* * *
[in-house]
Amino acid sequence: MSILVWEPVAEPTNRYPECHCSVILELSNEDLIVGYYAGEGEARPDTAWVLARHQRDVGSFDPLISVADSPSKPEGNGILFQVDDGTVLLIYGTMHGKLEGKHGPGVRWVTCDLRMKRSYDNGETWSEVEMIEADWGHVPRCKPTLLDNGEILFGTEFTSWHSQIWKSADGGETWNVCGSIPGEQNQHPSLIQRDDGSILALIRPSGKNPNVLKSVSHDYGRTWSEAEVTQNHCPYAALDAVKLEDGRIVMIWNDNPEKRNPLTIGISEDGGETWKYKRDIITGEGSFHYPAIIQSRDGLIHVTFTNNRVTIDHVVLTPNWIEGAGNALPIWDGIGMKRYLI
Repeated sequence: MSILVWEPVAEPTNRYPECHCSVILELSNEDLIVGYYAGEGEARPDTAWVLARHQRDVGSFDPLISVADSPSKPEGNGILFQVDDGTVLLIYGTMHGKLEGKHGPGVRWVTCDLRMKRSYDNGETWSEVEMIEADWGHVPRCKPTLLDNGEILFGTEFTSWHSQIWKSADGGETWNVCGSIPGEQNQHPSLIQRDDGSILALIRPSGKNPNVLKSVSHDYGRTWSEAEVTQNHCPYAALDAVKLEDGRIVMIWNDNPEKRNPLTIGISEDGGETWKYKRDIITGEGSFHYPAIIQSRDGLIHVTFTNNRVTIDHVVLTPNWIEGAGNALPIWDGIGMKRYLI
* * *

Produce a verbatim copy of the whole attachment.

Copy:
[in-house]
Amino acid sequence: MSILVWEPVAEPTNRYPECHCSVILELSNEDLIVGYYAGEGEARPDTAWVLARHQRDVGSFDPLISVADSPSKPEGNGILFQVDDGTVLLIYGTMHGKLEGKHGPGVRWVTCDLRMKRSYDNGETWSEVEMIEADWGHVPRCKPTLLDNGEILFGTEFTSWHSQIWKSADGGETWNVCGSIPGEQNQHPSLIQRDDGSILALIRPSGKNPNVLKSVSHDYGRTWSEAEVTQNHCPYAALDAVKLEDGRIVMIWNDNPEKRNPLTIGISEDGGETWKYKRDIITGEGSFHYPAIIQSRDGLIHVTFTNNRVTIDHVVLTPNWIEGAGNALPIWDGIGMKRYLI
Repeated sequence: MSILVWEPVAEPTNRYPECHCSVILELSNEDLIVGYYAGEGEARPDTAWVLARHQRDVGSFDPLISVADSPSKPEGNGILFQVDDGTVLLIYGTMHGKLEGKHGPGVRWVTCDLRMKRSYDNGETWSEVEMIEADWGHVPRCKPTLLDNGEILFGTEFTSWHSQIWKSADGGETWNVCGSIPGEQNQHPSLIQRDDGSILALIRPSGKNPNVLKSVSHDYGRTWSEAEVTQNHCPYAALDAVKLEDGRIVMIWNDNPEKRNPLTIGISEDGGETWKYKRDIITGEGSFHYPAIIQSRDGLIHVTFTNNRVTIDHVVLTPNWIEGAGNALPIWDGIGMKRYLI